For the harvest that has sustained us and, in its fullness, brought succor to other peoples; for the bounty of our soil, which has produced the sinews of war for the protection of our liberties; and for a multitude of private blessings, known only in our hearts, we should give united thanks to God.
To the end that we may bear more earnest witness to our gratitude to Almighty God, I suggest a nationwide reading of the Holy Scriptures during the period from Thanksgiving Day to Christmas. Let every man of every creed go to his own version of the Scriptures for a renewed and strengthening contact with those eternal truths and majestic principles which have inspired such measure of true greatness as this nation has achieved.
NOW, THEREFORE, I, FRANKLIN D. ROOSEVELT, President of the United States of America, in consonance with the joint resolution of the Congress approved December 26, 1941, do hereby proclaim Thursday the twenty-third day of November 1944 a day of national thanksgiving; and I call upon the people of the United States to observe it by bending every effort to hasten the day of final victory and by offering to God our devout gratitude for His goodness to us and to our fellow men.
IN WITNESS WHEREOF, I have hereunto set my hand and caused the seal of the United States of America to be affixed.
DONE at the City of Washington this first day of November in the year of our Lord nineteen hundred and forty-four and of the Independence of the United States of America the one hundred and sixty-ninth.

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The Shape of Pain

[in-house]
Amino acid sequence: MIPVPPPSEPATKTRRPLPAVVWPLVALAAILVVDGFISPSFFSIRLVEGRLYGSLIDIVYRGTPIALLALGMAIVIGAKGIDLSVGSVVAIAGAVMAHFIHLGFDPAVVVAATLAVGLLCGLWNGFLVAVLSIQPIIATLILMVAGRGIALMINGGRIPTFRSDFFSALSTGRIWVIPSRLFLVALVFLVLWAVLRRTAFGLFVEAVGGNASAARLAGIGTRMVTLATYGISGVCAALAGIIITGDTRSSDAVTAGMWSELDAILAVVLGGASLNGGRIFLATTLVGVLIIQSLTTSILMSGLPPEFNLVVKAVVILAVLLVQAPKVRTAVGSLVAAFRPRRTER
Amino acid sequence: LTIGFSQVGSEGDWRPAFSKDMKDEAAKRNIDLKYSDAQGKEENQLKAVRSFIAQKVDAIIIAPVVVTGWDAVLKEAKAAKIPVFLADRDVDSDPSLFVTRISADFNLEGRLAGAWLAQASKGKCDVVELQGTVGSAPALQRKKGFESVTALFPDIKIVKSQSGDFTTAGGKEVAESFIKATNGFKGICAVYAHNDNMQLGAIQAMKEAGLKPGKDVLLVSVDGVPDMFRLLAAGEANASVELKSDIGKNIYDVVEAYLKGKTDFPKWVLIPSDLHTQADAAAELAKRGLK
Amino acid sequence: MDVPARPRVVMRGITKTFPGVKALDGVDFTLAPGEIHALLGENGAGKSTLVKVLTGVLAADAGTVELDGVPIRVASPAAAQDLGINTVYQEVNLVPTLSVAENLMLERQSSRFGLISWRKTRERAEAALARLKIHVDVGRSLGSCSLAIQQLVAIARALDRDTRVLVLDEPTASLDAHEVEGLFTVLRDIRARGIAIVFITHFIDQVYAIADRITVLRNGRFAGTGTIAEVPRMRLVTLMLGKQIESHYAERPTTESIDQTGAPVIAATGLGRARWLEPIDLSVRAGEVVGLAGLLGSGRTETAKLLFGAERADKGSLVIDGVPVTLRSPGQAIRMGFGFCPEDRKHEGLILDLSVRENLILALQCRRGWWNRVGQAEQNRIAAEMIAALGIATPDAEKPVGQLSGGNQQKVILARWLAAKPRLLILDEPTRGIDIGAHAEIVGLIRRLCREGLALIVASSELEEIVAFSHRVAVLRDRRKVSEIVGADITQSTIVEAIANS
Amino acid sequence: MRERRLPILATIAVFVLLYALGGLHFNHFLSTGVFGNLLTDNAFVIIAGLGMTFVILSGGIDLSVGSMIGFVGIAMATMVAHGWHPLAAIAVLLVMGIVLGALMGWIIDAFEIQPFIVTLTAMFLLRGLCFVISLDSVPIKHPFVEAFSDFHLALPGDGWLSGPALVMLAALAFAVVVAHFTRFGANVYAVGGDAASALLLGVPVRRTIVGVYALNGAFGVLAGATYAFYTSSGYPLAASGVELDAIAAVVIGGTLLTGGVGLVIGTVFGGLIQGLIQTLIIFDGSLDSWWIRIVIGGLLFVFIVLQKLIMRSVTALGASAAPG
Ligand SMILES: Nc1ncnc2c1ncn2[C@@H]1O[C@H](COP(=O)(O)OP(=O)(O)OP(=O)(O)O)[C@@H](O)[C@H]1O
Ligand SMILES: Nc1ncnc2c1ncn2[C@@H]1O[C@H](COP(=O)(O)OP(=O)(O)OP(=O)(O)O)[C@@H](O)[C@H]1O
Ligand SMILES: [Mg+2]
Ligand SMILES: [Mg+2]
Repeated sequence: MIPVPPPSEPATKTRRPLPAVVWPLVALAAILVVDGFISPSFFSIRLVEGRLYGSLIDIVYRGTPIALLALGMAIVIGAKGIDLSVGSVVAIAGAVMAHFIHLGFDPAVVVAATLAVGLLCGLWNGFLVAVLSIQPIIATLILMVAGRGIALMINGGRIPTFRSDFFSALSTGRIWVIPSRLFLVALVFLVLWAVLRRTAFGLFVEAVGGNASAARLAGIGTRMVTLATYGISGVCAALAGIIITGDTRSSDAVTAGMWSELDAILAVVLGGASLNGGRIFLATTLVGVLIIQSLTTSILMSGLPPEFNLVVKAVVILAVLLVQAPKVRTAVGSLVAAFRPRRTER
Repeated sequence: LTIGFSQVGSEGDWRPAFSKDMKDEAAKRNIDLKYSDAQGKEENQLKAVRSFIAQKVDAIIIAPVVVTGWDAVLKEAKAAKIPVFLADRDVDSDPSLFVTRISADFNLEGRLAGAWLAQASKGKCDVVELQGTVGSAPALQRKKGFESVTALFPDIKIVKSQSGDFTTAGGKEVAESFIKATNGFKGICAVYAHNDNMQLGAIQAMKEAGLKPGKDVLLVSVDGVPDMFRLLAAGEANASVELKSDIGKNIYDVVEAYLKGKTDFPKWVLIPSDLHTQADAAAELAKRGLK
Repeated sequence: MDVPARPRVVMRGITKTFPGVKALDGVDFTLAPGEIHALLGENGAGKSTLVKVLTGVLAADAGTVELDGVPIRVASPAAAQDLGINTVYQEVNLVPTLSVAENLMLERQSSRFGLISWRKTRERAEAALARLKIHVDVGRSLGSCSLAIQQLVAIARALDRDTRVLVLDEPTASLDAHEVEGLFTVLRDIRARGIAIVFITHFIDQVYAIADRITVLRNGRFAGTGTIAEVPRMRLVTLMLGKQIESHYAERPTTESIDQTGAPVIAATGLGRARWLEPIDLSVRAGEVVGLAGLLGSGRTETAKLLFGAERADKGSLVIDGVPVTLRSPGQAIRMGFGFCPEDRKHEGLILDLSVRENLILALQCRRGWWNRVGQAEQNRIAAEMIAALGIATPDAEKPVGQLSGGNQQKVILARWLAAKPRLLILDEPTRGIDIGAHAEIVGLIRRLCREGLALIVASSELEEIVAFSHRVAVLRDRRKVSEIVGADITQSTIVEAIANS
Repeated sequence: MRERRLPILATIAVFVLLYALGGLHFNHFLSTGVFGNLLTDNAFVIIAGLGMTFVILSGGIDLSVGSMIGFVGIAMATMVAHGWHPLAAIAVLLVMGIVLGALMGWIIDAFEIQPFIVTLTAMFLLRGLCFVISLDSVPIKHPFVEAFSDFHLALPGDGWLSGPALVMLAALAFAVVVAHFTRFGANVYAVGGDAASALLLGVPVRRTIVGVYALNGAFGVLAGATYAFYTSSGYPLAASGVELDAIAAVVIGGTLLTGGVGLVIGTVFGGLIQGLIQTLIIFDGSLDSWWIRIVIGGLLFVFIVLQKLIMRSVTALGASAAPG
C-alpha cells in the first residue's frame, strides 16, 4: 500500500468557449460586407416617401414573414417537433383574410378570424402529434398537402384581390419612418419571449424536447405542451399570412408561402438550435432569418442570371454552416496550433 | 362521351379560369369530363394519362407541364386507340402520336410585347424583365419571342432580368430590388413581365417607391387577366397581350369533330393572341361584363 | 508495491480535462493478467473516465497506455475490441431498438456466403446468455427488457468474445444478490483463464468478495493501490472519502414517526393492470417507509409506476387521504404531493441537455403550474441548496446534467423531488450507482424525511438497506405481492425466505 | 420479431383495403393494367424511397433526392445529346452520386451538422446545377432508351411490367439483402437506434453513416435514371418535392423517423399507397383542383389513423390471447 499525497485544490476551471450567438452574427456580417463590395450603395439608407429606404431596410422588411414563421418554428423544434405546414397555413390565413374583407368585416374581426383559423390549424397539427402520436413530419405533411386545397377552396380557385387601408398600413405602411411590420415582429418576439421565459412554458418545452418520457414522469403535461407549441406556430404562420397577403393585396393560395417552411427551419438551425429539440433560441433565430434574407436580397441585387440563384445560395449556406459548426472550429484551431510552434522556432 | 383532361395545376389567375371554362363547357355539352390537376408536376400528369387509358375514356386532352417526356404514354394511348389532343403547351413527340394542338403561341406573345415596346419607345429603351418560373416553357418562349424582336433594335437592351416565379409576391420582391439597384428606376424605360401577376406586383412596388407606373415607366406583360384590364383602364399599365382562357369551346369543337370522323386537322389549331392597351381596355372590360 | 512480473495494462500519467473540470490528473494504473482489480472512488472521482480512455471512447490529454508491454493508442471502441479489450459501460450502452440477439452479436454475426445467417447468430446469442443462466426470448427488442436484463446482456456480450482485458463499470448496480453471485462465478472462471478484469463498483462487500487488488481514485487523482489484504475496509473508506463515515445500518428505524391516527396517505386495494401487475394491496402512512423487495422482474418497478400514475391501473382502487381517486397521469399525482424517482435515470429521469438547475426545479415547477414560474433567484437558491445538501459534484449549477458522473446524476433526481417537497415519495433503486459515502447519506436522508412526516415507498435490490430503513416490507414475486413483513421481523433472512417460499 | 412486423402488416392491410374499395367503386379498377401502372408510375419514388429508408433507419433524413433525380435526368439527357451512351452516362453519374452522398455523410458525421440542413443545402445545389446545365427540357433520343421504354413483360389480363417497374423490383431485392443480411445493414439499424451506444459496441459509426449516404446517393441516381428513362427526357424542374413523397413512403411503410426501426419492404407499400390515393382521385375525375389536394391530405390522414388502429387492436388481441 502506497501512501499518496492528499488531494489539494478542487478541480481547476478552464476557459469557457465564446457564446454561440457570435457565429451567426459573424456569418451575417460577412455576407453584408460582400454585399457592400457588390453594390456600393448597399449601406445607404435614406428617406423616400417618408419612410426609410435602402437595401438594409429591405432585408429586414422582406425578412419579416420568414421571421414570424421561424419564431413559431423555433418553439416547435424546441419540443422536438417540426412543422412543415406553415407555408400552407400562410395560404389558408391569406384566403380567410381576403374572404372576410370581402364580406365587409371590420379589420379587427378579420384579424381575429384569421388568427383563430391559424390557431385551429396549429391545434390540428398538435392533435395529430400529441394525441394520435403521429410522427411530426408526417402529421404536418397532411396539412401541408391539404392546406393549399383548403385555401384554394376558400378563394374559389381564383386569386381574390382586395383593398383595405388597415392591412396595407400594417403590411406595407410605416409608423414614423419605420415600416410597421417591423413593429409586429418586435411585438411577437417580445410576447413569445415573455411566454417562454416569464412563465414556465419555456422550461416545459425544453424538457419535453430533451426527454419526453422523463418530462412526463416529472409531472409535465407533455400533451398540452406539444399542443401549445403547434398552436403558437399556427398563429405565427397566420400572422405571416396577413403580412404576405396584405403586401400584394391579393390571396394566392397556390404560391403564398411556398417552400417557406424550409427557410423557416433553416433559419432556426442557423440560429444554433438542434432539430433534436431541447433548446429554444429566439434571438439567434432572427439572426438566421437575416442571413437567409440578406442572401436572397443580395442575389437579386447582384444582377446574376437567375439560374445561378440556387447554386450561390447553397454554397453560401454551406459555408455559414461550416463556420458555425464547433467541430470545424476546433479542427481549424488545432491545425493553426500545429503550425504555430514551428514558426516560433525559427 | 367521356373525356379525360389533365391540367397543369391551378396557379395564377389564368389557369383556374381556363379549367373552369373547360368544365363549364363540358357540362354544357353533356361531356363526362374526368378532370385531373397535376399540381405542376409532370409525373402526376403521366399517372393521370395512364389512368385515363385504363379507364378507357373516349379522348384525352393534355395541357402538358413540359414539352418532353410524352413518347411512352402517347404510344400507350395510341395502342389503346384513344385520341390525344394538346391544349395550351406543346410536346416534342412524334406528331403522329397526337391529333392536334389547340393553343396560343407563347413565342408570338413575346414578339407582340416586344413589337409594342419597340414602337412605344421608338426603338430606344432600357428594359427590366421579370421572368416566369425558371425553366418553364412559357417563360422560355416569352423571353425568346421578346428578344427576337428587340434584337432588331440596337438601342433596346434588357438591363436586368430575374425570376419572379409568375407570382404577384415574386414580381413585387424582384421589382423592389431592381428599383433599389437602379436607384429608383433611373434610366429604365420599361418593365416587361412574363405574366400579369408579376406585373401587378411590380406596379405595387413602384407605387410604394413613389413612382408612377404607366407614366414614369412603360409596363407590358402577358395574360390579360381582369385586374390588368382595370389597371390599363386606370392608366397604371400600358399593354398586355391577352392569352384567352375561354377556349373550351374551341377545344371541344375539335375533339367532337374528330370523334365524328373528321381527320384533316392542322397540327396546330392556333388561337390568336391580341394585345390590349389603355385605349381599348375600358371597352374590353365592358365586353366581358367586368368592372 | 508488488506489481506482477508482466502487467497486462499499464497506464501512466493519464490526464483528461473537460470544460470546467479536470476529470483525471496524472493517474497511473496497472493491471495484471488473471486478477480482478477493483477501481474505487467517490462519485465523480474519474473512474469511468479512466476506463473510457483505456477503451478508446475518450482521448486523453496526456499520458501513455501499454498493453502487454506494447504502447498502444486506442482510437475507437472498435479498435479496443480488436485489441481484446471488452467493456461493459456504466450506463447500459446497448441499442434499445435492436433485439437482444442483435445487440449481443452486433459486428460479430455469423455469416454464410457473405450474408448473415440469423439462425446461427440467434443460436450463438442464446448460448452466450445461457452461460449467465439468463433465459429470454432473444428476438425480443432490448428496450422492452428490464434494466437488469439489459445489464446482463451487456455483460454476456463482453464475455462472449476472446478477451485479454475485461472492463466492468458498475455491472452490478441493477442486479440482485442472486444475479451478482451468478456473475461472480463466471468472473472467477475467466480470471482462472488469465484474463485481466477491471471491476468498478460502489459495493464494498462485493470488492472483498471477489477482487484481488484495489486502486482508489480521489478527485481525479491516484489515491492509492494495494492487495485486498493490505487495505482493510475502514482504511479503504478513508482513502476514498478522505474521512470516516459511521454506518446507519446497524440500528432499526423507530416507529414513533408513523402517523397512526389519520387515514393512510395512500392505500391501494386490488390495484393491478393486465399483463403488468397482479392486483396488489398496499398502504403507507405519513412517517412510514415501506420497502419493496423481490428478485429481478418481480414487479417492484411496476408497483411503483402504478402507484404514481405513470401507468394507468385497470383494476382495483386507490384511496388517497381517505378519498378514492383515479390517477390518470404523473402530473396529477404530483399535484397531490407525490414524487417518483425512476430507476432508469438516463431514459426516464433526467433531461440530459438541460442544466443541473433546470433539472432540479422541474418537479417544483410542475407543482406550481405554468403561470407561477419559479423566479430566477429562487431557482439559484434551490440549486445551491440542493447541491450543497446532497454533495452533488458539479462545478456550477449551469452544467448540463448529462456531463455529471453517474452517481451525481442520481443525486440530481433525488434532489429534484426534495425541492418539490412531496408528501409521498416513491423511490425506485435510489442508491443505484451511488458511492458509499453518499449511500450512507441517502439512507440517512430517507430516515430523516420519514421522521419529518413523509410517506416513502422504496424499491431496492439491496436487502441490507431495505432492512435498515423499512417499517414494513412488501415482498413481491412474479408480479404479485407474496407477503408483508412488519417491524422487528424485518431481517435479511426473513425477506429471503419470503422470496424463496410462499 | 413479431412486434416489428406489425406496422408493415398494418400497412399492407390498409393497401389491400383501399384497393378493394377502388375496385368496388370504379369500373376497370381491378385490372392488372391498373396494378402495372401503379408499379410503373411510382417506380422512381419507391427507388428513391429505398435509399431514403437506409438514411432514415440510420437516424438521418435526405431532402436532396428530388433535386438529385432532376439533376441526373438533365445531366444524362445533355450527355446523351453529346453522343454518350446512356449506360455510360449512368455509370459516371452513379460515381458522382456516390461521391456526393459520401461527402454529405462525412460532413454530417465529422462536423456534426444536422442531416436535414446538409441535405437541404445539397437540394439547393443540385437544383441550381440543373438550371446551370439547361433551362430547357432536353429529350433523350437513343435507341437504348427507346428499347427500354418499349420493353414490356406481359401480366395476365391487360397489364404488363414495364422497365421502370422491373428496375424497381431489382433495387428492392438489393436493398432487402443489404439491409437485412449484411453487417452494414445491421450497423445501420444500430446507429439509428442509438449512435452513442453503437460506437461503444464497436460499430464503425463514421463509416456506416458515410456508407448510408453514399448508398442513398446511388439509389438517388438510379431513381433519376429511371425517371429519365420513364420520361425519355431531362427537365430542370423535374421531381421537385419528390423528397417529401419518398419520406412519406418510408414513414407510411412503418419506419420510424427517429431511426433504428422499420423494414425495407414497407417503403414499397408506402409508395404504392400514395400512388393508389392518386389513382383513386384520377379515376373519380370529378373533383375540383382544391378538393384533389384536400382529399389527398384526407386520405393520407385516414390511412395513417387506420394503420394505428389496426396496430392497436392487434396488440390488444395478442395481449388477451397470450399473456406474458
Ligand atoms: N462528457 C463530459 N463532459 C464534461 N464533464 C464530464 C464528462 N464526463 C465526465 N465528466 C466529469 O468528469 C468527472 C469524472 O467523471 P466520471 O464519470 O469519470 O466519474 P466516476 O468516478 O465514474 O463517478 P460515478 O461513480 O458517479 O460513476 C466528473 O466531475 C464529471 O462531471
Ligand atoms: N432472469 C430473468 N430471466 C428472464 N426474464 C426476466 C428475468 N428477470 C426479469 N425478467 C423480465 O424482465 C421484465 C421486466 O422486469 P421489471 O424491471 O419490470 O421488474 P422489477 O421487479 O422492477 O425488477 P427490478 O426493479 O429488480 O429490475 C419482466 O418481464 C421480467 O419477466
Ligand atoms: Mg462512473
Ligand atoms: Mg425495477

My wife Kelly is our guest blogger on this

Day 21 of the Grace Challenge

My life has been shaped by pain.

I was 11 when it became a daily companion. At first it was restricted to my feet and back, and meant adaptive P.E. Classes, physical therapy, and occasionally crutches. As time passed, I got better at adapting. About 10 years ago, the pain became more widespread and more challenging to manage. This month has been particularly bad.

If you read the Grace Challenge post on the 20th, you will remember that Steve ended the post by saying we need to flesh out our gratitude, and one simple way to do that is to pray a simple prayer, thanking God for how He has made us. I’m sure there have been times in all of our lives when that is a difficult prayer to pray. For me, it’s the laying in bed at 2 in the morning unable to sleep because of the pain, but over the years, I’ve learned to be very thankful for how I was made and that I serve a God who is in the business of redeeming.

God redeems, He takes what is broken, twisted, imperfect, and works with it to bring about good. In His hands we can all be used to bring Him glory. I find great comfort in that fact. Comfort in knowing that God can redeem and use pain, to transform me, to understand another, to bring Him glory.

We may struggle to give thanks in all things, but we can always give thanks that we serve a God who can take those struggles and make them good. And as we do that, as our gratitude becomes focused not on what we are giving thanks for…but on who we are giving thanks to, we are transformed.

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How Blessed Are You?